That being said, why would you even shop for Ethernet cables on Amazon?

I haven't seen any on Amazon that cost less than the cables from Monoprice.com.

I bought bulk Monoprice Cat 6 on Amazon, best of both worlds :p Amazon sells the 250 foot spools which are great for home use when 1000 ft is just way too much.
 

tazeat

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Don't get me wrong, cheap chinese CCA cable sucks and won't do long runs worth a damn (seen it be the cause for runs negotiating at only 100mbit), but a fire, really? I'd need some more proof...
 
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Dead Parrot

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... That being said, why would you even shop for Ethernet cables on Amazon? ...
Some non-IT person that decided they needed some security cameras and after asking some IT friends decides to order some POE models and cables using their Amazon Prime account. Could be bad if the non-IT person is a small school administrator just trying to improve security on a limited budget. What can go wrong?
 
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Skin effect
Because magnets and sh*t

Also, this is why we have Litz wire ;)

<-- Former researcher in magneto-optics
Fucking_227312_482462.jpg
 

EvilWays

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I'm looking at that picture on the front page and all I can think of is "Who used zip ties to bundle the cables?"
 

auntjemima

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I'm looking at that picture on the front page and all I can think of is "Who used zip ties to bundle the cables?"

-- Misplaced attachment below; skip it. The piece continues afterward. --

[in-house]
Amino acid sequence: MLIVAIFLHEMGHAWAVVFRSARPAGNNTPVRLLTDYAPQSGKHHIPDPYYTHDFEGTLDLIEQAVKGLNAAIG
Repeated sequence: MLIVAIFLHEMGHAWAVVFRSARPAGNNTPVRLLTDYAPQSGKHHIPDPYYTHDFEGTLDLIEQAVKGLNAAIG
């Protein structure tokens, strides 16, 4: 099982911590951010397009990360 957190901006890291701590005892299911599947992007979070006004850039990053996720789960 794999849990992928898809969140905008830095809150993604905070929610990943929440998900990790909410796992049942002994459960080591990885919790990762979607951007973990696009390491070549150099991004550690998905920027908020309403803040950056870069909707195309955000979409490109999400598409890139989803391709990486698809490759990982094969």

I don't work with server racks at all, but what is wrong with zip ties? If the wires were prone to moving I could see the issue, but stationary shouldn't matter, correct?
 
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I don't work with server racks at all, but what is wrong with zip ties? If the wires were prone to moving I could see the issue, but stationary shouldn't matter, correct?

https://www.bicsi.org/double.aspx?l=3346
Binding or Securing Cable—Hook and Loop Versus Zip Tie

Within TIA 568C.0, it states that:

Cable stress, such as that caused by tension in suspended cable runs and tightly cinched bundles, should be minimized. Cable bindings, if used to tie multiple cables together, should be irregularly spaced and should be loosely fitted (easily moveable). Additional guidance can be found in the BICSI Information Transport Systems Installation Methods Manual (ITSIMM), 5th edition, which reads:

Use hook and loop straps to secure the cables. The hook and loop straps should be evenly spaced throughout the dressed length. Hook and loop straps should be used to prevent a change in the physical geometry of the cable that typically results from use of nylon tie wraps.